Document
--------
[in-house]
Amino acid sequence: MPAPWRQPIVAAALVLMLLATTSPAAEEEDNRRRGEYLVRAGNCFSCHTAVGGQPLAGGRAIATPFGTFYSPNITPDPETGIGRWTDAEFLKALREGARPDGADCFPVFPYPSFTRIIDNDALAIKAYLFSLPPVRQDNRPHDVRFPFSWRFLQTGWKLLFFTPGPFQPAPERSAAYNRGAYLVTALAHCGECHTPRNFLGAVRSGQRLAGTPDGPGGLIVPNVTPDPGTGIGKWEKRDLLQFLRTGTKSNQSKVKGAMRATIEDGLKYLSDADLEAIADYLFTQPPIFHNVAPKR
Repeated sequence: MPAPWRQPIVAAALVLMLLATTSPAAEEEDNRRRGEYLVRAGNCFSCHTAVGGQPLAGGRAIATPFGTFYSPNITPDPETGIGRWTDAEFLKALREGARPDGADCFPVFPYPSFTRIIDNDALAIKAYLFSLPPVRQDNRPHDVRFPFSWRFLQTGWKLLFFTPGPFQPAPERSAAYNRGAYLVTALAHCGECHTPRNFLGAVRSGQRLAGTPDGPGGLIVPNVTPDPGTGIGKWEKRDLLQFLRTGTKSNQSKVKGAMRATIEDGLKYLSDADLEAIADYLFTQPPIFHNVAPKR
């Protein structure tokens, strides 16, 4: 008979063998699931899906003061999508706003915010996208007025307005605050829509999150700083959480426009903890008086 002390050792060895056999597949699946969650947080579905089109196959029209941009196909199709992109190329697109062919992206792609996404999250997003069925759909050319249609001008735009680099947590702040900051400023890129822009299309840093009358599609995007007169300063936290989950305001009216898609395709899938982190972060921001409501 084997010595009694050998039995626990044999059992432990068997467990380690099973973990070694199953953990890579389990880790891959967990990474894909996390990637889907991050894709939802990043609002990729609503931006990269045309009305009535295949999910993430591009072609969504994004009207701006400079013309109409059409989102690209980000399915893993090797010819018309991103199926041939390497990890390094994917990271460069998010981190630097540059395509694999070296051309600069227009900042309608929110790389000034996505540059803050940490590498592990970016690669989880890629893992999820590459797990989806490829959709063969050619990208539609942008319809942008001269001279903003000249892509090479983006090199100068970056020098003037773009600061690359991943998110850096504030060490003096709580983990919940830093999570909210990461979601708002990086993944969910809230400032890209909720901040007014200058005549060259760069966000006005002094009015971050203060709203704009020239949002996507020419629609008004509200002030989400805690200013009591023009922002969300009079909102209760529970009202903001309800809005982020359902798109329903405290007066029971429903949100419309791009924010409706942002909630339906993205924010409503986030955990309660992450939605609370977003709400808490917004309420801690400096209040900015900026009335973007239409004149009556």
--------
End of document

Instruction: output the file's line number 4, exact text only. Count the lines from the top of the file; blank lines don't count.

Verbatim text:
């Protein structure tokens, strides 16, 4: 008979063998699931899906003061999508706003915010996208007025307005605050829509999150700083959480426009903890008086 002390050792060895056999597949699946969650947080579905089109196959029209941009196909199709992109190329697109062919992206792609996404999250997003069925759909050319249609001008735009680099947590702040900051400023890129822009299309840093009358599609995007007169300063936290989950305001009216898609395709899938982190972060921001409501 084997010595009694050998039995626990044999059992432990068997467990380690099973973990070694199953953990890579389990880790891959967990990474894909996390990637889907991050894709939802990043609002990729609503931006990269045309009305009535295949999910993430591009072609969504994004009207701006400079013309109409059409989102690209980000399915893993090797010819018309991103199926041939390497990890390094994917990271460069998010981190630097540059395509694999070296051309600069227009900042309608929110790389000034996505540059803050940490590498592990970016690669989880890629893992999820590459797990989806490829959709063969050619990208539609942008319809942008001269001279903003000249892509090479983006090199100068970056020098003037773009600061690359991943998110850096504030060490003096709580983990919940830093999570909210990461979601708002990086993944969910809230400032890209909720901040007014200058005549060259760069966000006005002094009015971050203060709203704009020239949002996507020419629609008004509200002030989400805690200013009591023009922002969300009079909102209760529970009202903001309800809005982020359902798109329903405290007066029971429903949100419309791009924010409706942002909630339906993205924010409503986030955990309660992450939605609370977003709400808490917004309420801690400096209040900015900026009335973007239409004149009556």